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Department

Pancreatic Transplantation

What is Pancreas Transplant?

Pancreatic transplantation is a surgical procedure in which a healthy donor pancreas, usually from a brain dead donor, is implanted into a patient whose pancreas fails. This is usually a type I diabetic patient (as well as highly selected type 2 diabetics) whose pancreas fails to produce the required insulin. This is a specialized procedure and is performed by a pancreatic transplant surgeon.

Once the pancreas is removed from the donor it is kept viable by cooling it and preserving in ice cold preservative solution. It can be preserved only for a few hours after it is removed from the donor. In addition, the donor’s blood type must be compatible with the patient receiving the organ so that the body has a better chance of accepting the organ.

During a pancreatic transplant, the native pancreas is not removed during the operation. This is because it is still capable of making the essential digestive enzymes needed during the digestion of food. Instead, the donor pancreas is placed below the diseased pancreas and is attached to the patient’s blood vessels.


What are the types of Pancreatic Transplants?

There are three types of pancreatic transplant options:

  • Combined Pancreas Kidney Transplant or Simultaneous Pancreas Kidney (SPK) Transplant: As stated earlier, sometimes a kidney transplant is required for those suffering from type I diabetes as well as renal failure. Often, the pancreas and kidney will come from the same donor and be transplanted at the same time.
  • Pancreas after Kidney (PAK) Transplant: .In this case, kidney transplantation is done first, either from a living donor or a deceased (cadaver) donor. Pancreas transplantation is done after some time in a kidney recipient with a functioning kidney graft.
  • Pancreas Transplant Alone (PTA): Pancreas transplants that do not require kidney transplants are for those who have severe type I diabetes (episodes of hypoglycemia. hypoglycemic unawareness, ketoacidosis) but are not having kidney failure. This procedure is also done in patients who undergo total pancreatectomy.

 

What are the advantages of a Pancreatic Transplants?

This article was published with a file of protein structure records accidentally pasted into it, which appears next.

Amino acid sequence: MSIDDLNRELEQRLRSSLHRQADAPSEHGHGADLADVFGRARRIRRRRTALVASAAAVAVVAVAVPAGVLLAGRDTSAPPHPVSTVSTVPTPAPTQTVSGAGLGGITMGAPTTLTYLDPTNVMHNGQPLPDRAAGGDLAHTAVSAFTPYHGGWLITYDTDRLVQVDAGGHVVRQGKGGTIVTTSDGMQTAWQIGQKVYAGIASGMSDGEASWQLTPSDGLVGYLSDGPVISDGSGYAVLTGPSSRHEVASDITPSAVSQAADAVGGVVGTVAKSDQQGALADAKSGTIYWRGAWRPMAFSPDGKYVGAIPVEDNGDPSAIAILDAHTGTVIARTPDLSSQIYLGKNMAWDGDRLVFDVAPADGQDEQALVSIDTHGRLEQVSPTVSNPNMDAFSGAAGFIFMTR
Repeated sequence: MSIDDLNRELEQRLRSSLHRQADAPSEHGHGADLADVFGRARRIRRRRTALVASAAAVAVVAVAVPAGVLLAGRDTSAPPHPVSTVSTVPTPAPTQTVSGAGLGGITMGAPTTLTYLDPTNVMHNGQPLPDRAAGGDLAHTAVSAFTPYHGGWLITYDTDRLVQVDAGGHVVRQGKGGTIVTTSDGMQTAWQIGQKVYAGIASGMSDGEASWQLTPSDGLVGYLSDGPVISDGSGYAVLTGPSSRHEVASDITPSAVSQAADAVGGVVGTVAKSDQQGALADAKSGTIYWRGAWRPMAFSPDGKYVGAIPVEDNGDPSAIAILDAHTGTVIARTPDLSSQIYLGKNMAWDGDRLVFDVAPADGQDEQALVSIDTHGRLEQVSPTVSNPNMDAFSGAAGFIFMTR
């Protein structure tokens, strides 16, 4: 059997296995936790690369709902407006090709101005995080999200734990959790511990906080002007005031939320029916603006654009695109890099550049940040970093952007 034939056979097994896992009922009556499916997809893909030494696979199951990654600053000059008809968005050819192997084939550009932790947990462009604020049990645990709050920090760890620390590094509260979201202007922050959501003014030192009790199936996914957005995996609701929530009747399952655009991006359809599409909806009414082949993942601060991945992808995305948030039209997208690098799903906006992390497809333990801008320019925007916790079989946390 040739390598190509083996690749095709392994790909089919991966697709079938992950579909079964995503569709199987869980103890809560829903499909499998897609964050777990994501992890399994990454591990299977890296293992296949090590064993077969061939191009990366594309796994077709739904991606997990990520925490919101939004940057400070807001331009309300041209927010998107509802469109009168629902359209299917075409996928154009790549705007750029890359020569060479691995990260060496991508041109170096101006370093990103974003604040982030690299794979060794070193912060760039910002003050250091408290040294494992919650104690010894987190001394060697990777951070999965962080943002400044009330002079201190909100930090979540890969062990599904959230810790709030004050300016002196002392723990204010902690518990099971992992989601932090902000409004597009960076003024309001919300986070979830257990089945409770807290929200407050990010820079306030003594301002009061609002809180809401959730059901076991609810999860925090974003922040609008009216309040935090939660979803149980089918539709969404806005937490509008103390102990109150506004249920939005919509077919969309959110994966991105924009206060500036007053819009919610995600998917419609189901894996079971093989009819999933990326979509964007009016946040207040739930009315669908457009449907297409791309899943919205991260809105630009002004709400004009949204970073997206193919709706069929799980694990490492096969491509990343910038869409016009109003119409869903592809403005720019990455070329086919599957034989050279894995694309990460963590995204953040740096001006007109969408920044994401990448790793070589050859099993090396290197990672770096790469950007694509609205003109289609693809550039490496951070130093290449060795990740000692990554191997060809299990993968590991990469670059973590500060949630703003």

There is much to be gained from receiving a healthy pancreas, especially if you are suffering from extreme renal disease:

  • With a healthy pancreas, you may no longer require insulin injections that result from your type I diabetes.
  • Many of your type I diabetes symptoms may lessen or go away altogether with the presence of a healthy pancreas that is functioning as it was meant to.
  • A healthy pancreas will prevent further damage to your already unhealthy kidneys or work well with the new kidney you receive, should you require a kidney transplant as well. Other complications of severe diabetes (end organ damage) such as neuropathy (damage to the nervous system), retinopathy (damage to the eye), vasculopathy are improved or the progression arrested following successful pancreas transplantation.

 

What are the risks of a Pancreatic Transplants?

Here is a look at some of the possible risks and/or complications that may result from a pancreas transplant:

  • Your body may reject the new organ as a foreign object, attack it, and render it useless.
  • You will have to take immunosuppressant drugs for the rest of your life to help prevent your body from rejecting the new organ. These drugs can lower your immune system and trigger bacterial and viral infections, and increase the chances of some cancers. However, if you are, also, having renal transplant you would be taking immunosuppressant medications anyhow.
  • Since 75% of all pancreas transplants are performed with kidney transplants, complications post-surgery are higher with higher rates of rejection of the new organs.

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Monday, November 4, 2019

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